Thursday, July 17, 2008

Journal #1

Shifflet, Rena, & Toledo, Cheri (2008). Extreme makeover: updating class activities for the 21st century. Learning and Leading in Technology. 34-35. Retrieved on July 13, 2008, from

The first of two articles was titled “Extreme Makeover: Updating Class Activities for the 21st Century.” Within this article Shifflet and Toledo discussed the use of web based programs in the classroom “Free web-based applications such as Zoho writer maintain a restorable archive for all changed made to students work” (Shifflet and Toledo, 2008). While Shifflet and Toledo make some very good points about why technology should be incorporated into the classroom, such as ease of grading, easy accessibility for absent students, and an alternative inlet for students to contribute to the classroom discussions and topics they may feel are to “risky” to their reputation to talk about in class I feel that having students use computers for their assignments may be pushing the boundaries of education a bit.

Mader, Jared, & Smith, Ben (2008). Blogging right along. Learning and Leading in Technology. 36. Retrieved on July 13, 2008, from

The second article was published by Jared Mader and Ben Smith and is entitled “blogging right along.” In this article Mader and Smith describe how blogs can help students in the classroom “One way is to use blogging through a daily or weekly log or journal of classroom events”.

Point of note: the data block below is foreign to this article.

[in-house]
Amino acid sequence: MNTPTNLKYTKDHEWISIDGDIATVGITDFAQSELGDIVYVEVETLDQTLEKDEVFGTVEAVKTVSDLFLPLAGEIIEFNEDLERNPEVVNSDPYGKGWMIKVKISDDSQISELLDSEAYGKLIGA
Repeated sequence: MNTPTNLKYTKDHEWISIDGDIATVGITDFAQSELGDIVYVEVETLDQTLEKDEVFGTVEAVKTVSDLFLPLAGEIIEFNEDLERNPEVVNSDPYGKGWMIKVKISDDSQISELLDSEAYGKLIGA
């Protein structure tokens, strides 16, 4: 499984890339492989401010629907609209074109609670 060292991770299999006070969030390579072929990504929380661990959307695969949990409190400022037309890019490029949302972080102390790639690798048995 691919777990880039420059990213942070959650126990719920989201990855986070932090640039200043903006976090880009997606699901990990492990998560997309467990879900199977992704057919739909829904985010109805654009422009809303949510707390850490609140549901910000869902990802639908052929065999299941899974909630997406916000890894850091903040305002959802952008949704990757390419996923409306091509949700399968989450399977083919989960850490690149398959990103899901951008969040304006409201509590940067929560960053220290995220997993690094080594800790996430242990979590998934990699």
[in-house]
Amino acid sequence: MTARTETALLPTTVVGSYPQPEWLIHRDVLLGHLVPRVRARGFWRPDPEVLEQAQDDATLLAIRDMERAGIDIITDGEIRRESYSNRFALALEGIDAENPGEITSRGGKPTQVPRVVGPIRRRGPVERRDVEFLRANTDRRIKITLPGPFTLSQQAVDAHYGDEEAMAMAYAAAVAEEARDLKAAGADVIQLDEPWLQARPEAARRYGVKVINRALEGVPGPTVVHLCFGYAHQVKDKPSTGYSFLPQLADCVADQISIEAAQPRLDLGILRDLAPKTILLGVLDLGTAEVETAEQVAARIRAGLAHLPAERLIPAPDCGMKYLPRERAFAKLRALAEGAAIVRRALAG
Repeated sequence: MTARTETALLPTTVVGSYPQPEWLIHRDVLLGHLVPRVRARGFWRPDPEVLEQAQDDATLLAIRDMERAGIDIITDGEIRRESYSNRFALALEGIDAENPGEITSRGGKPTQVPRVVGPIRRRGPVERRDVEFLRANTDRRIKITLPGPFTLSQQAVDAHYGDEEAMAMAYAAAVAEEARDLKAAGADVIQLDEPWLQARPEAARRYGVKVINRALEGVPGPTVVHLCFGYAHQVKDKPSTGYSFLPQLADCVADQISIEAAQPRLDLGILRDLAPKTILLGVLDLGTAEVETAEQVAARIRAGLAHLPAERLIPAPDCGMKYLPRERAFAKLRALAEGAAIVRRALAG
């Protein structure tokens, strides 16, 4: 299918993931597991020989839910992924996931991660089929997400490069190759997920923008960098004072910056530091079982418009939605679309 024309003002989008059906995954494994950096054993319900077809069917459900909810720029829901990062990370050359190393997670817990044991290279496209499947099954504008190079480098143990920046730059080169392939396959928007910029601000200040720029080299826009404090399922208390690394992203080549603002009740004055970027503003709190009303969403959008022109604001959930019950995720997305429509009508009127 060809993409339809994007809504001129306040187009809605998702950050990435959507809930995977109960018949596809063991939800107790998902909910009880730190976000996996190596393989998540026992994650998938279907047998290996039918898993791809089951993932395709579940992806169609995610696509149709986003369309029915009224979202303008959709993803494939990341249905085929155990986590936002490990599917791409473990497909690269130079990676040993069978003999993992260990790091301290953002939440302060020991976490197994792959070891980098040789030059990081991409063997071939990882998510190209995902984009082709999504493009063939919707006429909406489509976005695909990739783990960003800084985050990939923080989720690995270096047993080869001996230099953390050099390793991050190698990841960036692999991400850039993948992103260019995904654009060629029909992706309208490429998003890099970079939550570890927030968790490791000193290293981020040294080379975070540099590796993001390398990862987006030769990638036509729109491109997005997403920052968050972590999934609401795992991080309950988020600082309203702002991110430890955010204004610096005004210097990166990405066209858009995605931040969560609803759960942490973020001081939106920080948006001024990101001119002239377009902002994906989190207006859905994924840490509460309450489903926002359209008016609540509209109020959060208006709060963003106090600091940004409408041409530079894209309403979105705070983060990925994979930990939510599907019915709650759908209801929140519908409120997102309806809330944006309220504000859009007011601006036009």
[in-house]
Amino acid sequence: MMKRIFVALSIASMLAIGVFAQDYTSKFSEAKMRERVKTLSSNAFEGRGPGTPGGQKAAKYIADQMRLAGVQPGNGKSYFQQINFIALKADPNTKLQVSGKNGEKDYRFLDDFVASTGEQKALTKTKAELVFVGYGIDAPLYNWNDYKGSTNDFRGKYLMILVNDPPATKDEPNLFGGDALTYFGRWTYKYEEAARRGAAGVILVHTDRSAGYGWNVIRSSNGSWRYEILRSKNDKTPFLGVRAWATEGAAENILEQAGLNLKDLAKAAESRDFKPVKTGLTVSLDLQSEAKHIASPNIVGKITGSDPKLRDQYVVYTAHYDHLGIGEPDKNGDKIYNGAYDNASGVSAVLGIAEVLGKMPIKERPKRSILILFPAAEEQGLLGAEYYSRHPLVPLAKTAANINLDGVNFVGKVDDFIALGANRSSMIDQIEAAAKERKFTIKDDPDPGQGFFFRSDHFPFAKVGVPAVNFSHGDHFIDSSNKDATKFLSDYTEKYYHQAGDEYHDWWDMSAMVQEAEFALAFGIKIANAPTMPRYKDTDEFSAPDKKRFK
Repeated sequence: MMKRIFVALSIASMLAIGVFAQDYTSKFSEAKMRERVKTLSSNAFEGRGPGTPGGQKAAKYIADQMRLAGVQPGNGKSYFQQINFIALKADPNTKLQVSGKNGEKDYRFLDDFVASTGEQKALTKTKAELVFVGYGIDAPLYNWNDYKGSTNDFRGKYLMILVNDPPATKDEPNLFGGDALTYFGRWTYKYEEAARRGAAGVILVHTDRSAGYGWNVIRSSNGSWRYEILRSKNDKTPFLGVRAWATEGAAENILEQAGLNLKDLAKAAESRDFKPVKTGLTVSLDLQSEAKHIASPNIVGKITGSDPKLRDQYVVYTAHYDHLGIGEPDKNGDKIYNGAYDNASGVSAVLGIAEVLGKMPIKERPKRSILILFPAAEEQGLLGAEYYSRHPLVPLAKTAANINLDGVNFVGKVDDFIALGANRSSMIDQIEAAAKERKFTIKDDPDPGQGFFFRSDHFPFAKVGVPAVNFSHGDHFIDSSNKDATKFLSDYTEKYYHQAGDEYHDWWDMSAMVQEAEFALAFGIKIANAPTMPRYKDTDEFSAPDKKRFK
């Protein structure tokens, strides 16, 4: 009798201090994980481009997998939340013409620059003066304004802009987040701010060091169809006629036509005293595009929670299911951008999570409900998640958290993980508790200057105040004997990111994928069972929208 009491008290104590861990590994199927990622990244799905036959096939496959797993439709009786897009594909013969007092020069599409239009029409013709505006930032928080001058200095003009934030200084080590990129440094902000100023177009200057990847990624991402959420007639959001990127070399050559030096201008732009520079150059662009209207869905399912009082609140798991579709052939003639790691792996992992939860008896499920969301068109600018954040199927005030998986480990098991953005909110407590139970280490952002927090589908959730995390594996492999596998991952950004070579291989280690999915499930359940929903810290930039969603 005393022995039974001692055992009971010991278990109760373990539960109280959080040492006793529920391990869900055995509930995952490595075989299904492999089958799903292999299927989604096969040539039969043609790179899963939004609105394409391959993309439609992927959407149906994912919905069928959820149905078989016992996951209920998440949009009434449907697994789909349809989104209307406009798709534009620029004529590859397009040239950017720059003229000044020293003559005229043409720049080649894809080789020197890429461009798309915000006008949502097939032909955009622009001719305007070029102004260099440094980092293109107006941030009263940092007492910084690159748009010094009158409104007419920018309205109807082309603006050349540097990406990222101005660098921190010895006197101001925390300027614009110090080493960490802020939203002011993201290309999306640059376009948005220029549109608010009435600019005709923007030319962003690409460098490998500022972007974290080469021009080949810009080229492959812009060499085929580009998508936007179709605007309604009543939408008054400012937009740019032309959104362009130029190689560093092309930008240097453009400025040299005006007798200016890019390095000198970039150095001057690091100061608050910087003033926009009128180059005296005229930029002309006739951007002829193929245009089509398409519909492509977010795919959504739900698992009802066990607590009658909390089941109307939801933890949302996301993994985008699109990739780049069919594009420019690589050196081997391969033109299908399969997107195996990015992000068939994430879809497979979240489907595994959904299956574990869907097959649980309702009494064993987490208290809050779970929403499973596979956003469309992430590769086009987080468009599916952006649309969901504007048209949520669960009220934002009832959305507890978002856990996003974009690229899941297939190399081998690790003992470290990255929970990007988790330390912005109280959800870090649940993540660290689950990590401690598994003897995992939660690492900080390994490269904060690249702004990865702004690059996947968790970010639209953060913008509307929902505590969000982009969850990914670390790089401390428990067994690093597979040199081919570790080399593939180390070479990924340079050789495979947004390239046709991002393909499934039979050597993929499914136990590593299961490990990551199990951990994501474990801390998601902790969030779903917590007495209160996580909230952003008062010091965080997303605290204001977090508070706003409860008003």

One of the questions I had for this article is: If students are allowed to use computers to complete the assignments given to them by their teachers, what will happen to written English?

My concern is that if students are allowed to use computers instead of writing out their assignments with pen and paper, then their English skills will diminish. Another problem I saw occurred to me when I was in my first college class and I was asked to do my first college paper I had to stop myself from putting …’s after a thought, or a ha-ha/lol after something funny I wrote. There is a difference between writing in a blog and writing a paper.

The answer to this question is that the teacher’s must maintain high standards for students, and must remind the student that there online assignments are not chat rooms where they can do as they please and receive an A for F work. As “responsible” computer users they are expected to maintain their blogs, pictures, and newsletters as if they were doing a classroom assignment and no teacher should pass substandard work because it was submitted through a blog or the internet, your students aren’t stupid, they know what is expected of them, but they are waiting to see how you will act, because if they can get away with doing the minimum amount of work they will.

A second question I had was how can I use blogs for more than homework assignments?

The answer to this question is I have to be committed to communicating with my students. I know its easy for teachers to collapse into “maintain mode” where they put in the minimal amount of effort, and they just keep the status quo, but blogs are wonderful tools for teachers to use. Blogs can be used to post articles you want your students to read books you think are interesting, and even music from the era your text books are talking about.

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